Promoting Independent Ambulation: A Case Study of an Elementary School Student With Developmental Disabilities
The limited independent ambulation of individuals with developmental disabilities may be improved with the utilization of support walker devices. In the present study, a forward chaining procedure with an embedded changing criterion component was used to teach an elementary school student with multiple disabilities to acquire and maintain the skills needed to use his walker device successfully, and to increase his total distance walked while using his walker device. Results indicated that the student quickly acquired three of the four requisite steps necessary to use the walker device, but eventually acquired all four steps after procedural modifications. After mastering the four steps, the student gradually increased his total distance walked. Results were maintained when assessed two months post-intervention. Limitations and directions for future research are discussed.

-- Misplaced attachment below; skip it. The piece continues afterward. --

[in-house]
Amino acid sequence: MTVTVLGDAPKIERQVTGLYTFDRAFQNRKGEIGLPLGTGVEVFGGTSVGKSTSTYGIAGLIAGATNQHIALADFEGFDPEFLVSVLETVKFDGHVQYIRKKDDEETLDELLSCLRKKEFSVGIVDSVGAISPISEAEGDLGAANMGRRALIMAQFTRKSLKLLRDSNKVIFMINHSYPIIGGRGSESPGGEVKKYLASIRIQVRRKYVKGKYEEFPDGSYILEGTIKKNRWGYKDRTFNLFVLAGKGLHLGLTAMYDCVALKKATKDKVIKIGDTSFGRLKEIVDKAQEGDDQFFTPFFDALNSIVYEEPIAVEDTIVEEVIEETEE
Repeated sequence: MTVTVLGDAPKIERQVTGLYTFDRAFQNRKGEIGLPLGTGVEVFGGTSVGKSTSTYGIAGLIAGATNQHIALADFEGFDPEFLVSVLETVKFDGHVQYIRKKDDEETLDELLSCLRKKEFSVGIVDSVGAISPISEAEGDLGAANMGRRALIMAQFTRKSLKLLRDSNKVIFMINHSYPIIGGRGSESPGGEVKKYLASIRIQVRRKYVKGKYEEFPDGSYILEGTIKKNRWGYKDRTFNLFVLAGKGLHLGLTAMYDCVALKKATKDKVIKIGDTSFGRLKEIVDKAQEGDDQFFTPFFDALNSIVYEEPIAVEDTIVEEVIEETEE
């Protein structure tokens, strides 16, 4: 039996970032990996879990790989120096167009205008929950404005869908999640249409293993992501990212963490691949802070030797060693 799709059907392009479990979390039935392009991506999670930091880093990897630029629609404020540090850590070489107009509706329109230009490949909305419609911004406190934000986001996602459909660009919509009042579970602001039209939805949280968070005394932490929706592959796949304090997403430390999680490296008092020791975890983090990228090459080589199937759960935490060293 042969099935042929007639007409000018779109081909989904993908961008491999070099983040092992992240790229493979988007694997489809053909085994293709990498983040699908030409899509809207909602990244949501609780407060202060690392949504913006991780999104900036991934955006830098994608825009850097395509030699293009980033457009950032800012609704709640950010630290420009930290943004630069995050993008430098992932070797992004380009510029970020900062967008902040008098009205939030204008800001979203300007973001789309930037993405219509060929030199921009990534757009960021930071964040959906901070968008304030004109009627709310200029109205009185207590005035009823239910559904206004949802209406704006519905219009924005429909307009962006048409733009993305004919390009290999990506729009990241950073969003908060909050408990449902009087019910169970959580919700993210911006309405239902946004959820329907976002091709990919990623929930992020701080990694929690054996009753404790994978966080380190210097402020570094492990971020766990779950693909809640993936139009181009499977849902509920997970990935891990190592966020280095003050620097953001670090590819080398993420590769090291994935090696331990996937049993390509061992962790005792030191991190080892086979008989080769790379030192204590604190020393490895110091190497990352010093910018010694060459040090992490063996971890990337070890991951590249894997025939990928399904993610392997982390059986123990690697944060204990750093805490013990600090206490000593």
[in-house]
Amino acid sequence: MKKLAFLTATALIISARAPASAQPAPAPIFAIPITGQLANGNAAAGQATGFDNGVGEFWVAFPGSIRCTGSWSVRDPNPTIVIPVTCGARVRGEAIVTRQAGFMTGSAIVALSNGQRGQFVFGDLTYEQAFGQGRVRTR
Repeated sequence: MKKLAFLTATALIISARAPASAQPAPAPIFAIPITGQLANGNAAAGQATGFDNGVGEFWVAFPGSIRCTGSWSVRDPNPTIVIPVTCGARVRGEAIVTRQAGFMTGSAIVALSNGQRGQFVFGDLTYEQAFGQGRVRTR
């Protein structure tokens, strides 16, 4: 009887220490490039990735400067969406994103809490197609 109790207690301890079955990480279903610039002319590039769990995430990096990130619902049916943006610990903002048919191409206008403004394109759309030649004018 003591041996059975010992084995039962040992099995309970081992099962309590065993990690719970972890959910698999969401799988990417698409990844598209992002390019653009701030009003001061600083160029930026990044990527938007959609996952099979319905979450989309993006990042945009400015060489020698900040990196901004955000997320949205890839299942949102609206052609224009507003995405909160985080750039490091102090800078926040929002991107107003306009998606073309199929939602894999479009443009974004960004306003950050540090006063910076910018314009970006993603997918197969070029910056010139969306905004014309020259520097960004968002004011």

Research In Developmental Disabilities
O'Handley, R. D.,
Radley, K. C.,
Dart, E. H.
(2016). Promoting Independent Ambulation: A Case Study of an Elementary School Student With Developmental Disabilities. Research In Developmental Disabilities, 56, 153-159.
Available at: https://aquila.usm.edu/fac_pubs/16766